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Leiomyoma are common tumors arising within the uterus that feature excessive deposition of a stiff, disordered extracellular matrix (ECM). Mechanical stress is a critical determinant of excessive ECM deposition and increased mechanical stress has been shown to be involved in tumorigenesis. Here we tested the viscoelastic properties of leiomyoma and characterized dynamic and static mechanical signaling in leiomyoma cells using three approaches, including measurement of active RhoA. We found that the peak strain and pseudo-dynamic modulus of leiomyoma tissue was significantly increased relative to matched myometrium. In addition, leiomyoma cells demonstrated an attenuated response to applied cyclic uniaxial strain and to variation in substrate stiffness, relative to myometrial cells. However, on a flexible pronectin-coated silicone substrate, basal levels and lysophosphatidic acid-stimulated levels of activated RhoA were similar between leiomyoma and myometrial cells. In contrast, leiomyoma cells plated on a rigid polystyrene substrate had elevated levels of active RhoA, compared to myometrial cells. The results indicate that viscoelastic properties of the ECM of leiomyoma contribute significantly to the tumor’s inherent stiffness and that leiomyoma cells have an attenuated sensitivity to mechanical cues. The findings suggest there may be a fundamental alteration in the communication between the external mechanical environment (extracellular forces) and reorganization of the actin cytoskeleton mediated by RhoA in leiomyoma cells. Additional research will be needed to elucidate the mechanism(s) responsible for the attenuated mechanical signaling in leiomyoma cells.
Uterine leiomyomata are highly prevalent, fibrotic tumors of the uterus that disproportionally afflict African American women and are a public health concern (Day Baird et al., 2003; Walker and Stewart, 2005; Lee et al., 2007; Selo-Ojeme et al., 2008; Laughlin et al., 2009). Previously, we (Catherino et al., 2004; Leppert et al., 2004), and others (Wolanska et al., 1998; Mitropoulou et al., 2001; Wolanska et al., 2003; Behera et al., 2007) have shown the ECM of leiomyoma to be increased in amount and altered in composition, compared to the ECM of the uterine myometrium. In addition to a rich glycosaminoglycan (GAG) content (Wolanska et al., 1998; Wolanska et al., 2003), we observed that the ECM was structurally disordered, relative to adjacent myometrium (Catherino et al., 2004; Leppert et al., 2004). Furthermore, leiomyomata displayed an increased stiffness by unconfined compression in vitro (Rogers et al., 2008) and ultrasound elastography in vivo (Kiss et al., 2006; Stewart et al., 2011). Of note, leiomyomata possess an increased vascularity and fluid content relative to adjacent myometrium (Aleem and Predanic, 1995; Okuda et al., 2008). The increased fluid content is significant because fluid may contribute to the mechanical properties of the tumors and may explain the clinical response of leiomyoma to GnRH agonists and antagonist treatment (Chegini et al., 1996; McCarthy-Keith et al., 2011). Despite the remarkable stiffness of leiomyomata, their altered ECM structure and content, and increased water content, little is known about mechanical signaling in leiomyoma.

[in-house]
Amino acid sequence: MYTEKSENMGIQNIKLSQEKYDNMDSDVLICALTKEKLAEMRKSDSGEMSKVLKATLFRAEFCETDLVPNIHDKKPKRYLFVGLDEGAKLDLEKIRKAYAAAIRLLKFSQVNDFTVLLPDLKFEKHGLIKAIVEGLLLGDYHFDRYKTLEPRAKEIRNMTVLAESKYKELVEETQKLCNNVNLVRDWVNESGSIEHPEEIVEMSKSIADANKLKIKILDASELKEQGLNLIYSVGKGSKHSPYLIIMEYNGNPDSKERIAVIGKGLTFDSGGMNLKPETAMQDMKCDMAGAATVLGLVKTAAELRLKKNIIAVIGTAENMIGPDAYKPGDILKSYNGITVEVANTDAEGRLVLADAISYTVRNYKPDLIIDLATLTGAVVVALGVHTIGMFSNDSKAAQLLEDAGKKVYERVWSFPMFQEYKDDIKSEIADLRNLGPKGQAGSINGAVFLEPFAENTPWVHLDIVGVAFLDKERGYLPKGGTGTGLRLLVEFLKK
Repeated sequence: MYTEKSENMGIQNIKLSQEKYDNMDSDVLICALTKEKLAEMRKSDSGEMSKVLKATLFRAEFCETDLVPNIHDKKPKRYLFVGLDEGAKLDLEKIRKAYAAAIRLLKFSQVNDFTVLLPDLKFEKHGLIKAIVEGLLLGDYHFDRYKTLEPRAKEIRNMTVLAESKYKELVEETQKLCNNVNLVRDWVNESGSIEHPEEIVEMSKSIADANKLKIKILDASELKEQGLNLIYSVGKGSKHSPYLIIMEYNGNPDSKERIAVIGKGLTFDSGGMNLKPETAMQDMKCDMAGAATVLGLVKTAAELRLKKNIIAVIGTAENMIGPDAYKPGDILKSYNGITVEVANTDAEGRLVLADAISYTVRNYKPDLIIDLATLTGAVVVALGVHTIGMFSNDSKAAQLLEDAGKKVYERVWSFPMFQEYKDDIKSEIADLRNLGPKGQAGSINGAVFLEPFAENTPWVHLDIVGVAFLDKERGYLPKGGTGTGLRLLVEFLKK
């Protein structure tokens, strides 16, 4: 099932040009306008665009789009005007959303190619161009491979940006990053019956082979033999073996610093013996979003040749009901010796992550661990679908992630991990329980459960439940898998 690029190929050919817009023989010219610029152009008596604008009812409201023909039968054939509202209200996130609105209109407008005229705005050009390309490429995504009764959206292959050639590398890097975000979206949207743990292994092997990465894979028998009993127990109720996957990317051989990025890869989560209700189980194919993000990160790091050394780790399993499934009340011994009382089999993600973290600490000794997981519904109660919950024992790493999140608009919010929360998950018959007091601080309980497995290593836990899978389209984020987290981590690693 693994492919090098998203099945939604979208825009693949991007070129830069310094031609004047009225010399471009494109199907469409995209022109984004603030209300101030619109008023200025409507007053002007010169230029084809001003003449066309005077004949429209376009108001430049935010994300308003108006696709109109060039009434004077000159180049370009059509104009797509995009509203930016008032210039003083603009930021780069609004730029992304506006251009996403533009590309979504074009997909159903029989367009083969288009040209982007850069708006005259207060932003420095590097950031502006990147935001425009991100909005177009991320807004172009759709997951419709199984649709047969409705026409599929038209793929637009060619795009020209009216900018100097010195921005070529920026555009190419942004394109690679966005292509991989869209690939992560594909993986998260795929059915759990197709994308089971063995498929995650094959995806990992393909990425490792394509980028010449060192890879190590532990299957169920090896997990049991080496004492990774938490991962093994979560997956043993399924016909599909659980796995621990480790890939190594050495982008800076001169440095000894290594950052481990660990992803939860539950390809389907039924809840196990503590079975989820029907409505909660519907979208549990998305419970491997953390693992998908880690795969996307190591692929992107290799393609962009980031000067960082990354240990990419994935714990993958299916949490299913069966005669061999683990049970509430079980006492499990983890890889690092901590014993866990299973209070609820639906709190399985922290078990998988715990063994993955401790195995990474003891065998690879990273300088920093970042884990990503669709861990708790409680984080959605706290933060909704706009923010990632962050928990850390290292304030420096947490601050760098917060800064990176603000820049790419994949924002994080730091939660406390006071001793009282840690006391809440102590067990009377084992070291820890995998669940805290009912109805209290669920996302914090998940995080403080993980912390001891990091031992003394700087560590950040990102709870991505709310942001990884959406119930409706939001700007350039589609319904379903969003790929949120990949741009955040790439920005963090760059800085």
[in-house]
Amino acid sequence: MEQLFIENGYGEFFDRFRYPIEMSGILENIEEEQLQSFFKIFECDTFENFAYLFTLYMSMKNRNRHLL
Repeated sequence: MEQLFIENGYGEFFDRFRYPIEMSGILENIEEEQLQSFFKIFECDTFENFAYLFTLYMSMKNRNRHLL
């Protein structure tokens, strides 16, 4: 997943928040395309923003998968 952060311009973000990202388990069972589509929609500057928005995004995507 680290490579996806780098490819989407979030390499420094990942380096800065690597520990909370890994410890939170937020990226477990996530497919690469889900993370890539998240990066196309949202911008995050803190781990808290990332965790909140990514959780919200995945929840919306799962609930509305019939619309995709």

Mechanical signals are transmitted from the ECM scaffold via transmembrane receptors to the internal cytoskeleton in order to maintain an isometric state (for review, Alenghat and Ingber, 2002), Transmembrane receptors, such as the integrins and cadherins (Schwartz and DeSimone, 2008; Wang et al., 2009), respond to stretch (Kaneko et al., 2009), fluid shear stress (Lee et al., 2008), elevated hydrostatic pressure (Riou et al., 2007) and increased osmotic forces (Lunn and Rozengurt, 2004). Although tissues exist under mechanical tension, the resident cells react to, and may be protected from, external loads by the mechanical properties of the surrounding matrix (Tomasek et al., 2002) through secretion of ECM (Brown et al., 1998; Alexopoulos et al., 2005). Notably, increased ECM stiffness may contribute to tumorigenesis (Ingber, 2008; Butcher et al., 2009). For example, Paszek and colleagues demonstrated malignant transformation of mammary epithelial cells (MECs) correlated with increasing ECM stiffness, elevated compression forces, and higher tensional resistance mediated, in part, through increased active RhoA (Paszek and Weaver, 2004; Paszek et al., 2005). RhoA belongs to the Rho family of small GTPases that function as molecular switches to cycle between the inactive GDP-bound and active GTP-bound state (Ridley and Hall, 1992; for review: Wettschureck and Offermanns, 2002). Rho GTPases are activated by Rho-guanine nucleotide exchange factors (Rho-GEFs) and generate cytoskeletal tension via interaction with cytoskeletal filaments that attach to focal adhesion complexes that lead to activation of downstream effectors, including Rho-associated kinase (ROCK). Thus, Rho signaling might play an important role in leiomyoma stiffness, and possibly growth, but little is known about Rho-signaling in leiomyoma.